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AFP, Washington Post Violated Daniel Morel's Copyrights, Judge Says

by David Walker



A federal court in New York has ruled that Agence France-Presse (AFP) violated photographer Daniel Morel's copyrights by distributing his images of the 2010 Haiti earthquake without permission.

The copyright infringement claims turned on whether the terms of service for Twitter, the social network that Morel used to distribute his images of the earthquake, gave AFP the legal right to download the images and re-distribute them.

"The Twitter TOS [terms of service] provides that users retain their rights to the content they post--with the exception of the license granted to Twitter and its partners--rebutting AFP's claim that Twitter intended to [give AFP license] to sell Morel's photographs," a US District Court judge in New York said. On that basis, the judge concluded that AFP was liable for copyright infringement.

The court also found The Washington Post, which published the images, liable for infringement.

But the court declined to rule on whether the infringement was willful. The court left the question of willfulness, which will determine how much in damages the defendants will have to pay to Morel, for a jury to decide

At the same time, the court declined to grant summary judgment on the question of whether Getty Images was liable for infringement. Getty used a different defense from AFP and The Washington Post, saying it was protected from Morel's claim by the Digital Millennium Copyright Act--not the Twitter terms of service. The DMCA gives internet service providers protection from infringement claims if they act in a timely manner to take down allegedly infringing material quickly.

Morel argued that Getty does not qualify as a service provider, so the photo agency can't claim immunity under the DMCA. But the court declined to grant summary judgment for either party because it "encountered an issue of fact regarding whether Getty qualifies as a service provider."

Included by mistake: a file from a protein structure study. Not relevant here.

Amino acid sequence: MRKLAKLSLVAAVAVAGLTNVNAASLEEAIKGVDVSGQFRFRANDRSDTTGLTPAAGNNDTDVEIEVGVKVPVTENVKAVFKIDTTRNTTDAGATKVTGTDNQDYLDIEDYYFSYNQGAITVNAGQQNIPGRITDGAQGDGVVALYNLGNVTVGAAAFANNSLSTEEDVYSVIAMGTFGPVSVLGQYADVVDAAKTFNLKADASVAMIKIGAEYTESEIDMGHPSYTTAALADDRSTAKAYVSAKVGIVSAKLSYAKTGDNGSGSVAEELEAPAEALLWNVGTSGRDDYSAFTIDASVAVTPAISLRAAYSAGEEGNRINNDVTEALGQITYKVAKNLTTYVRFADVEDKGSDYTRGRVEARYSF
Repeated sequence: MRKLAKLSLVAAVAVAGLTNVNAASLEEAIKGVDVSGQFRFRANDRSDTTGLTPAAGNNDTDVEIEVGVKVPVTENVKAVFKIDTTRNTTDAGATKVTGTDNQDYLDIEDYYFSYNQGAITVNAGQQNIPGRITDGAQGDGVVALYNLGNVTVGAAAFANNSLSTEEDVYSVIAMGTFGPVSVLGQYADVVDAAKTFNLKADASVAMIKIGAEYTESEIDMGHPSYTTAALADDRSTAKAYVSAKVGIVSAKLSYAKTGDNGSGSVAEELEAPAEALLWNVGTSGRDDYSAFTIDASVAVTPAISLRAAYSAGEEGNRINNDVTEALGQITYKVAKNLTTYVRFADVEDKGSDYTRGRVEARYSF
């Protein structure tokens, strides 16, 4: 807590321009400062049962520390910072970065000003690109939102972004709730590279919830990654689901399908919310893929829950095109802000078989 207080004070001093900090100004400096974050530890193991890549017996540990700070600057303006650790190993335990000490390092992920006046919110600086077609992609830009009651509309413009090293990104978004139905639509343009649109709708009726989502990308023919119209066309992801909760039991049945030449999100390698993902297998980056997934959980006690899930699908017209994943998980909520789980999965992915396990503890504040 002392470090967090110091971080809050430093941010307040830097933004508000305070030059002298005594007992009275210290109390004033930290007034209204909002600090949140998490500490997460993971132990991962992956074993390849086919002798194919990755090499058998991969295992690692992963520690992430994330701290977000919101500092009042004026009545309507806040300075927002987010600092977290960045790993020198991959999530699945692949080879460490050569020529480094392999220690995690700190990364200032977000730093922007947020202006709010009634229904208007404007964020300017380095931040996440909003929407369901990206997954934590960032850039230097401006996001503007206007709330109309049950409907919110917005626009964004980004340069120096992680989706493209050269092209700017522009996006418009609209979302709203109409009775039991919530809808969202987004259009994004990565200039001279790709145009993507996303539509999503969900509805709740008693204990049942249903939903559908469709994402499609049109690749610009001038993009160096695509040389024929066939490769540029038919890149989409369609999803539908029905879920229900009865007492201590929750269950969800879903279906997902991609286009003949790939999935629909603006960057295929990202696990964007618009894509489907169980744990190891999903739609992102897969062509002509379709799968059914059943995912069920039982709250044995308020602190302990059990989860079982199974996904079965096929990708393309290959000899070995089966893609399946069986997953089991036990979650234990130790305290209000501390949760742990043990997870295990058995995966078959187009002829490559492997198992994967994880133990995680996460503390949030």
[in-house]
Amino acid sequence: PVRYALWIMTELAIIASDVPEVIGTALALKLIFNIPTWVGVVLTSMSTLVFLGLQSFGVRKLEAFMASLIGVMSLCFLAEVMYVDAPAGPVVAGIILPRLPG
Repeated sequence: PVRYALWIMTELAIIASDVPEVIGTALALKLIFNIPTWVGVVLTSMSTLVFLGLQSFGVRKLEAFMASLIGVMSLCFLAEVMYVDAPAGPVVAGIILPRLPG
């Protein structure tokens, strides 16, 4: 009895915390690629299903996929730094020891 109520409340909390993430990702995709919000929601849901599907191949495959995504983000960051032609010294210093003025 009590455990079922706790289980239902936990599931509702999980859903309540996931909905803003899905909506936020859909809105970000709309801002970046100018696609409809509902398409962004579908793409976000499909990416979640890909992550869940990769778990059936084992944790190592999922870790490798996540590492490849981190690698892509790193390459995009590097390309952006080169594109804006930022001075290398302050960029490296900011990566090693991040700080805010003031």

In other words, the question of Getty's liability for infringement also has to be decided at a trial, by a jury.

Morel happened to be in Haiti at the time of the January 2010 earthquake there. He posted exclusive images of the destruction on his Twitpic account less than two hours later. The images were immediately stolen and re-posted under the name of another Twitter user. AFP picked up the images and distributed them through its own image service and through Getty under the false credit.

Morel's agent, Corbis, sent take-down notices to Getty and AFP, but it took AFP two days to issue a kill notice. And when they did, they told clients and partners to kill images credited to Morel, but not the identical images that had been sent out initially under the false credit. Getty allegedly didn't purge the images with the false credits, and continued to distribute them.

The Washington Post was initially unresponsive to Morel's take-down notice, according to the photographer, and the newspaper finally took down some of his images--but not all of them.

Morel has maintained that the companies violated his copyrights willfully because at least some of their photo editors knew the images in question were his, not those of the other Twitter user who stole the images.

Related:

Morel Wins Pre-Trial Victory Against AFP, Getty

Morel Releases More Evidence Against AFP, Getty in Copyright Case

Morel Case Highlights Copyright Risks on Social Networks

Insult to Injury: AFP Suing Photographer It Stole Images From (for PDN subscribers)

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